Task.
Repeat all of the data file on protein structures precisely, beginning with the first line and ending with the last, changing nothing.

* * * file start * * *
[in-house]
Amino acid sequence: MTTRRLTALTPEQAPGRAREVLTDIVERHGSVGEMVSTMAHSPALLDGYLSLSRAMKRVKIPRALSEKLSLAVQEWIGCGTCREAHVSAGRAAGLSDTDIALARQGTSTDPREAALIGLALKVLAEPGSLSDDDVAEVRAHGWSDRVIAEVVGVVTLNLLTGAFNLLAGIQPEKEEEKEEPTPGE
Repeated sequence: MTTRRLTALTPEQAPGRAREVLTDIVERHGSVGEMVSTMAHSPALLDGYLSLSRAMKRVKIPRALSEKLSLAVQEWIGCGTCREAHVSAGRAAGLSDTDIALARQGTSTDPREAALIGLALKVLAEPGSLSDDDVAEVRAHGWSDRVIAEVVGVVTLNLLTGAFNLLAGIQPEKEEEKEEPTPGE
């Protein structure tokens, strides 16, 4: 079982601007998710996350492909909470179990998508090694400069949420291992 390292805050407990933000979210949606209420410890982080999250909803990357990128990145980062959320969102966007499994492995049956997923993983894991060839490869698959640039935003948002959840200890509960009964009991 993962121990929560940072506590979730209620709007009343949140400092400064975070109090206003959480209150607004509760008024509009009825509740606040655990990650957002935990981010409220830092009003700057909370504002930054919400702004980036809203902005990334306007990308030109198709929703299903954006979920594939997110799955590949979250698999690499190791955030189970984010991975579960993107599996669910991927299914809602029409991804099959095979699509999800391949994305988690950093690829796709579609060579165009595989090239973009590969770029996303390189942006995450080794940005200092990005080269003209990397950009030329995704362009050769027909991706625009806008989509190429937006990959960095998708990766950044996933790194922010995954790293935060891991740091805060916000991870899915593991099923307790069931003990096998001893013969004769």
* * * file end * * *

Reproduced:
[in-house]
Amino acid sequence: MTTRRLTALTPEQAPGRAREVLTDIVERHGSVGEMVSTMAHSPALLDGYLSLSRAMKRVKIPRALSEKLSLAVQEWIGCGTCREAHVSAGRAAGLSDTDIALARQGTSTDPREAALIGLALKVLAEPGSLSDDDVAEVRAHGWSDRVIAEVVGVVTLNLLTGAFNLLAGIQPEKEEEKEEPTPGE
Repeated sequence: MTTRRLTALTPEQAPGRAREVLTDIVERHGSVGEMVSTMAHSPALLDGYLSLSRAMKRVKIPRALSEKLSLAVQEWIGCGTCREAHVSAGRAAGLSDTDIALARQGTSTDPREAALIGLALKVLAEPGSLSDDDVAEVRAHGWSDRVIAEVVGVVTLNLLTGAFNLLAGIQPEKEEEKEEPTPGE
């Protein structure tokens, strides 16, 4: 079982601007998710996350492909909470179990998508090694400069949420291992 390292805050407990933000979210949606209420410890982080999250909803990357990128990145980062959320969102966007499994492995049956997923993983894991060839490869698959640039935003948002959840200890509960009964009991 993962121990929560940072506590979730209620709007009343949140400092400064975070109090206003959480209150607004509760008024509009009825509740606040655990990650957002935990981010409220830092009003700057909370504002930054919400702004980036809203902005990334306007990308030109198709929703299903954006979920594939997110799955590949979250698999690499190791955030189970984010991975579960993107599996669910991927299914809602029409991804099959095979699509999800391949994305988690950093690829796709579609060579165009595989090239973009590969770029996303390189942006995450080794940005200092990005080269003209990397950009030329995704362009050769027909991706625009806008989509190429937006990959960095998708990766950044996933790194922010995954790293935060891991740091805060916000991870899915593991099923307790069931003990096998001893013969004769």